US Natural Gas Futures Hold Steady Ahead of Storage Report

(Reuters) — U.S. natural gas futures held steady on Thursday as the market waits for direction from a federal report expected to show a smaller than usual storage build last week as power generators burned lots of gas to keep air conditioners humming.

That lack of price movement came despite bearish forecasts for less hot weather through mid-August than previously expected and an increase in output to near record highs. It also came despite bullish forecasts for higher demand next week than previously expected.

Gas-fired power plants have provided over 40% of the nation's power this month, according to federal energy data, even though gas prices were up about 57% so far in July in part because coal prices were at record highs. That makes it uneconomic for some generators to use their coal-fired plants.

U.S. power output hit a preliminary record high in the week to July 23, according to data from Refinitiv and the Edison Electric Institute (EEI), an industry group.

Analysts forecast U.S. utilities added 22 billion cubic feet (Bcf) of gas to storage during the week ended July 22. That compares with an increase of 38 Bcf in the same week last year and a five-year (2017-2021) average increase of 32 Bcf.

If correct, last week's increase would boost stockpiles to 2.423 trillion cubic feet (Tcf), or 12.2% below the five-year average of 2.761 Tcf for this time of the year.

That small, expected storage build came despite the ongoing outage at the Freeport liquefied natural gas (LNG) export plant in Texas, which has left more gas in the United States for utilities to inject into low stockpiles.

Freeport, the second-biggest U.S. LNG export plant, was consuming about 2 billion cubic feet per day (Bcf/d) of gas before it shut on June 8. Freeport LNG estimated the facility will return to partial service in October. Some analysts say the outage could last longer.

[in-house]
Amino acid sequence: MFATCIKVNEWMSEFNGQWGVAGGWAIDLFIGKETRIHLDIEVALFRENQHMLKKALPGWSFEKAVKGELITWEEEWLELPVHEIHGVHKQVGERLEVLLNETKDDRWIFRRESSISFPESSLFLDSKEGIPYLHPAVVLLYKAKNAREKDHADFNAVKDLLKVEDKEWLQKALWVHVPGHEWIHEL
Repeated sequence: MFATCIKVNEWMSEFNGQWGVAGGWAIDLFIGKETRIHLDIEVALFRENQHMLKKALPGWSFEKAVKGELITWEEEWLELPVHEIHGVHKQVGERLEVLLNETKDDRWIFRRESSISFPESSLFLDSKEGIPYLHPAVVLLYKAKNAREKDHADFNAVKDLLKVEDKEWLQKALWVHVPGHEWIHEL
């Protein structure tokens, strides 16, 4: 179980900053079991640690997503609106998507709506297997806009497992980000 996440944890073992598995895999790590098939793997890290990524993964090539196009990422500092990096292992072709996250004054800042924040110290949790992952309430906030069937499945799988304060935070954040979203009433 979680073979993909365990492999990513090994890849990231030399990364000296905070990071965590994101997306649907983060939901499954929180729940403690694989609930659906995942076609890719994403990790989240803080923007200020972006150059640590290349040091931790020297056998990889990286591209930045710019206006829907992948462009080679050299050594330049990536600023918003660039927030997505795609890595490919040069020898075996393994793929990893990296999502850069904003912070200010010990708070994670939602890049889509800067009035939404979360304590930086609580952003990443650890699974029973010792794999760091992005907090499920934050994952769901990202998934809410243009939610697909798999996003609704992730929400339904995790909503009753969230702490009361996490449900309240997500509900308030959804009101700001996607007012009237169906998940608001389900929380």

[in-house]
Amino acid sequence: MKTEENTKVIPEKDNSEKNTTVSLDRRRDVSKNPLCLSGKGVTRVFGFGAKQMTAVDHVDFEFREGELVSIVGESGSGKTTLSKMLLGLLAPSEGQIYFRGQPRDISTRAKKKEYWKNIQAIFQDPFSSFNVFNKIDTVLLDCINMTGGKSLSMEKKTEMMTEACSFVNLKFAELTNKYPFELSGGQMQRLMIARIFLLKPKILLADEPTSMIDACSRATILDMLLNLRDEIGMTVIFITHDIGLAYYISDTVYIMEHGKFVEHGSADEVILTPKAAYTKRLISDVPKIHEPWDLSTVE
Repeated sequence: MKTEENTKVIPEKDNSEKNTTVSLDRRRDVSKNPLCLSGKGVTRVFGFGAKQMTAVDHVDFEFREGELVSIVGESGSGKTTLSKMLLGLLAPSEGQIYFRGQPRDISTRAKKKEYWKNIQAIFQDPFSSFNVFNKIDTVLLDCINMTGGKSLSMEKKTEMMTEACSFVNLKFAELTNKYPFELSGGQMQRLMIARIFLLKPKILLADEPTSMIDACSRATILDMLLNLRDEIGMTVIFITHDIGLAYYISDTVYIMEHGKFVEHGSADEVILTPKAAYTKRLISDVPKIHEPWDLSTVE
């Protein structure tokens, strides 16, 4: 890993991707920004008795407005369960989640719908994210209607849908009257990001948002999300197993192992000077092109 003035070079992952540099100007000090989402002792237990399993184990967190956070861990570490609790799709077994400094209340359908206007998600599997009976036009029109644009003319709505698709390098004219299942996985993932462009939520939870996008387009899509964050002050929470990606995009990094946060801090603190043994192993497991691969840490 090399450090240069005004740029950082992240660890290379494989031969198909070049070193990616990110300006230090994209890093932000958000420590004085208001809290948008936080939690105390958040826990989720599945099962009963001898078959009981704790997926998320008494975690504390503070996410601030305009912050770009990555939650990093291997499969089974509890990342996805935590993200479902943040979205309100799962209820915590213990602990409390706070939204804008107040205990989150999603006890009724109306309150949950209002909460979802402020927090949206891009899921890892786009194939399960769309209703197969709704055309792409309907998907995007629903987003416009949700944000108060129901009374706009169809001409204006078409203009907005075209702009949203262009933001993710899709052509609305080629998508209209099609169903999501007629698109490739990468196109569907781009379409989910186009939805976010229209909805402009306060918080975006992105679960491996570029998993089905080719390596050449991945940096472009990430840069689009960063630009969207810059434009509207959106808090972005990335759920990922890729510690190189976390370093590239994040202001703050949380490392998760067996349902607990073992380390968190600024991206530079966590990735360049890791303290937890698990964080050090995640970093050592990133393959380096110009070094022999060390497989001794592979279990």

On its first day as the front-month, gas futures for September delivery fell 2.9 cents, or 0.3%, to $8.525 per million British thermal units (MMBtu) at 8:36 a.m. EDT (1236 GMT).

On Tuesday, when the August contract was still the front-month, the contract soared to an intraday 14-year high of $9.752 per MMBtu.

So far this year, the front-month was up about 128% as much higher prices in Europe and Asia keep demand for U.S. LNG exports strong, especially since Europe started reducing the amount of gas it imports from Russia since Moscow's invasion of Ukraine on Feb. 24.

Gas was trading around $60 per MMBtu in Europe and at $43 in Asia.

The United States became the world's top LNG exporter during the first half of 2022. But no matter how high global gas prices rise, the United States cannot export any more LNG due to capacity constraints.

Russian gas exports on the three main lines into Germany - Nord Stream 1 (Russia-Germany), Yamal (Russia-Belarus-Poland-Germany) and the Russia-Ukraine-Slovakia-Czech Republic-Germany route fell to 2.6 Bcf/d on Thursday from around 3.7 Bcf/d since Nord Stream exited a maintenance outage on July 21.

That decline was due to additional work on the Nord Stream pipe.

Data provider Refinitiv said average gas output in the U.S. Lower 48 states had risen to 96.2 Bcf/d so far in July from 95.3 Bcf/d in June. That compares with a monthly record high of 96.1 Bcf/d in December 2021.

Refinitiv projected average U.S. gas demand including exports would slide from 99.3 Bcf/d this week to 97.5 Bcf/d next week as extreme heat starts to ease in some parts of the country. The forecast for next week was higher than Refinitiv's outlook on Wednesday.


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